Lastly...Dessert. Always remember to have a dessert wine that is sweeter than the dessert you are serving. Tawny Port, Madiera, PX Sherry...all make nice additions. Try the PX with apple pie...YUM!

Hopefully this will give you a few ideas. Pairing sometimes gets too darn have fun, and experiment. Please share your pairing experiments here, and we can all add some ideas to our list!

Have a Happy Thanksgiving!

Jim Newcomb
Certified Sommelier/President Arrowhead Wine Enthusiasts

Beaujolais Nouveau

Today is the third Thursday in November, and for those of you who follow wine, you know that this is the day Beaujolais Nouveau is released. So it begs the question...what is this Nouveau stuff?

Let's start with where it comes from...France. But more specifically, the Burgundy Region. "But Jim, Burgundy makes super expensive, wonderful Pinot Noir based wines (and Chardonnays), but this doesn't taste anything like those." There is another red grape in Burgundy, and that is Gamay (grown only in the southern section of the  Burgundy region, in, of all places Beaujolais). The Beaujolais region is made up of  ten main villages: St Amour, Julienas, Chenas, Moulin-a-vent, Fleurie, Chiroubles, Morgon, Regnie, Brouilly, and Cote de Brouilly.

So what is so special about Beaujolais Nouveau? Well, it is the first wine released from the most recent vintage. That is, the wine is only about six to nine weeks off the vine. It doesn't go through the "normal" fermentation, but goes through a process known as carbonic maceration. This is a process in which the grapes are not crushed, but are kept in whole bunches, in an anaerobic atmosphere. The weight of the grapes crush the lower grapes, and natural fermentation begins, creating carbon dioxide. This permeates the uncrushed grapes, and causes them to ferment from within. This process leads to simple, vibrant, fruity/grapey wines. they are meant to be drunk young, as a celebration of the harvest.

I find that these types of wines work well with cheese (particularly goat cheese) meat, stews, charcuterie, salmon, turkey (Thanksgiving idea).

I went looking for the new releases today, and was disappointed to find that only one label was in all three wine stores I went to (and probably in your local grocery store)...George Debouf. When I tried this label last year, I found it overly "cherry cola and bananas" tasting, so decided to stay away this year. I'm holding out for the Drouhin release. I've always liked their wines.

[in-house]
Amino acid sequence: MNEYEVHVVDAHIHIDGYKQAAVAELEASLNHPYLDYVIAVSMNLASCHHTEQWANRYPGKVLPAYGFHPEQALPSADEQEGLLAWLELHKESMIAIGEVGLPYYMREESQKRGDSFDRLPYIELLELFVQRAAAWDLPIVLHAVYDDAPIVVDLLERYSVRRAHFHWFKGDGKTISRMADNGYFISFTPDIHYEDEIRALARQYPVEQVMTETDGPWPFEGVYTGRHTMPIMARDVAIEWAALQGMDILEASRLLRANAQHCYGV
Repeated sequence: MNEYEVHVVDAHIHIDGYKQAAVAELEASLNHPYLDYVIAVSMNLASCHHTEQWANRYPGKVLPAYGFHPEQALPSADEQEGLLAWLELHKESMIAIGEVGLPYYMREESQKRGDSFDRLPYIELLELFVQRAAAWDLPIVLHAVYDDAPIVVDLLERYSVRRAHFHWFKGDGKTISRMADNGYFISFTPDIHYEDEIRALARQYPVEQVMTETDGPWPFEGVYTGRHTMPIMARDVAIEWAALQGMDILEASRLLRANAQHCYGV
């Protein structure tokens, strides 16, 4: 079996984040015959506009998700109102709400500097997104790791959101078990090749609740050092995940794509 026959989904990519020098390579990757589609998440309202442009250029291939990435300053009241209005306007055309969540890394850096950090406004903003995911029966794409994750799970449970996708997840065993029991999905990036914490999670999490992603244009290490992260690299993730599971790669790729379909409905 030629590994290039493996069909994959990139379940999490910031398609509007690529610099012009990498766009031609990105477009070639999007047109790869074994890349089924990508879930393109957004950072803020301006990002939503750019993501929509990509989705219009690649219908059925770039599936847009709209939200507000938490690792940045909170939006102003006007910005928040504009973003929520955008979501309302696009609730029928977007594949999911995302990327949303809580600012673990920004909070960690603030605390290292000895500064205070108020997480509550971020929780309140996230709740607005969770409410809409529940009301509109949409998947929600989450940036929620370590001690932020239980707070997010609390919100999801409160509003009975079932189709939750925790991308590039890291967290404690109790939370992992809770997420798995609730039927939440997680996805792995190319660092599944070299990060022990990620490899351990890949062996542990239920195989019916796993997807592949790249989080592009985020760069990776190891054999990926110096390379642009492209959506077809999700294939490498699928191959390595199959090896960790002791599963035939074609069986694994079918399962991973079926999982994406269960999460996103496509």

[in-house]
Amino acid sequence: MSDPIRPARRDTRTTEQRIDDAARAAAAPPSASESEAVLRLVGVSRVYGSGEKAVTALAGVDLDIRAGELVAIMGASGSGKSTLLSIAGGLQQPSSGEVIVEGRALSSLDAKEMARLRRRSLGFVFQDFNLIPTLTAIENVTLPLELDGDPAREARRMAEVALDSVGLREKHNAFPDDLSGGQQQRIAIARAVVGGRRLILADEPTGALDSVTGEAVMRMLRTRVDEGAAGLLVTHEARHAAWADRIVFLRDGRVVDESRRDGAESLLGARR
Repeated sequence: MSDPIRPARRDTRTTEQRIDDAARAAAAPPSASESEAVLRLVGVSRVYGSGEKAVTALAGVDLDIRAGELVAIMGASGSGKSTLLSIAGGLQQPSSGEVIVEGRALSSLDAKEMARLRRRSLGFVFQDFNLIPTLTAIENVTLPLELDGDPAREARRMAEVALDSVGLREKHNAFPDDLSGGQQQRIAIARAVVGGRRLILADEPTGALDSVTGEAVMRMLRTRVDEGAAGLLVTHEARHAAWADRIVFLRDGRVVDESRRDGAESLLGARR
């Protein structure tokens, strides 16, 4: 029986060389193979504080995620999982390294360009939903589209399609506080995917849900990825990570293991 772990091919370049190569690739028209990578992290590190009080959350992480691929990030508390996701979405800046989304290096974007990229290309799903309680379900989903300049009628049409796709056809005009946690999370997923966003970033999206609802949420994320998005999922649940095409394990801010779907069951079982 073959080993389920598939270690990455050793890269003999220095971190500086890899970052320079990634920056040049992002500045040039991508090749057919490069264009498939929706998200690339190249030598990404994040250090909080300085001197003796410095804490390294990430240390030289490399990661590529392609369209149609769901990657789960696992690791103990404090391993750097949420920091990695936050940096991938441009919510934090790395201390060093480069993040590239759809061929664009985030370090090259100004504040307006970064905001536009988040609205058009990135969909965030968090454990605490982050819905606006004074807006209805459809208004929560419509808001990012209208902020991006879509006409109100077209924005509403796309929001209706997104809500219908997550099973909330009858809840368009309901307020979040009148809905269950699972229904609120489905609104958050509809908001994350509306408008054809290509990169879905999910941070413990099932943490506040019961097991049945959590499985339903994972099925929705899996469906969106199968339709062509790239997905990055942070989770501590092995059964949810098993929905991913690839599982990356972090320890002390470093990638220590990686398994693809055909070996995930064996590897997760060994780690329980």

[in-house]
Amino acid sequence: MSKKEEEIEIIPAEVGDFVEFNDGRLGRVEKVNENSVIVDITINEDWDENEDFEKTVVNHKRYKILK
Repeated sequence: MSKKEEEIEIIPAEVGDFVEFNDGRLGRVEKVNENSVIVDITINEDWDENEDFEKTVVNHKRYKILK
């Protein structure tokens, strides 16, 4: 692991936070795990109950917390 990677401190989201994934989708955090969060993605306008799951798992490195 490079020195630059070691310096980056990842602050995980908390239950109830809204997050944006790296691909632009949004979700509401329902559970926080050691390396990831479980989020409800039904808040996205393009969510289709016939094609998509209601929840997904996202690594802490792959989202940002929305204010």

I'd like to hear your thoughts on Beaujolais Nouveau...

Sommelier Updates

Now that we have moved our website to, it was suggested that I use this site to start an actual wine blog. Bear with me, as I am new to this entire process.
The Arrowhead Wine Enthusiasts, grew out of the need for a new approach to learning about wine in a fun social manner. The original club started out at the Lake Gregory Wine Club, well before I moved up to Lake Arrowhead. At that time, Joe Herpin was the president of the club, and was also a distributor with Young's Market. All the wines were from his portfolio. When Joe stepped down as President, I took over that original club. Wine had been a hobby for me, and I loved learning about new wines, and how they paired with food. My approach was to keep the club open for new members and try new and different wines. As the club grew, it became apparent that there were differences of opinion on how the club should move forward. Some wanted to keep it a small club and taste wines that they could easily buy in the grocery store, and others wanted to keep it open to anyone that would like to attend, and try different wines/varietals from around the world. I think it was around 2006, that we decided to split the club in two, and the Arrowhead Wine Enthusiasts (AWE) was formed.

As someone who liked to learn about wine I decided it would be a good idea for me to learn more, and then I could share that information with the rest of our club. In 2008, I explored all the different educational options to learn about wine, and chose what I thought was the most extensive program: The International Sommelier Guild (ISG). I completed level I and Level II with the ISG in the Spring of 2009. I loved what I could share with the rest of our club, and took many of my classroom experiences to the club. The next step was a big one...going for full certification as a Sommelier, and completing the Level III diploma course. The course consisted of 26 weeks of instruction, 9 hours each course, and that didn't include the 3 hour drive (each way) to attend the course, or the 2 - 3 hours of reading, and homework projects every night. Needless to say, this was a lot of information to absorb. During the course, I was given a project, to develop a restaurant. I had to develop a beverage training program, inventory management system, inventory of beverages, menu, pairing menu, and full concept for the restaurant. This project was used for one of my final exams: service exam, where we served a customer, and made recommendations based on our menu, and wine list. We were required to use proper technique to serve a sparkling wine and a decanted wine.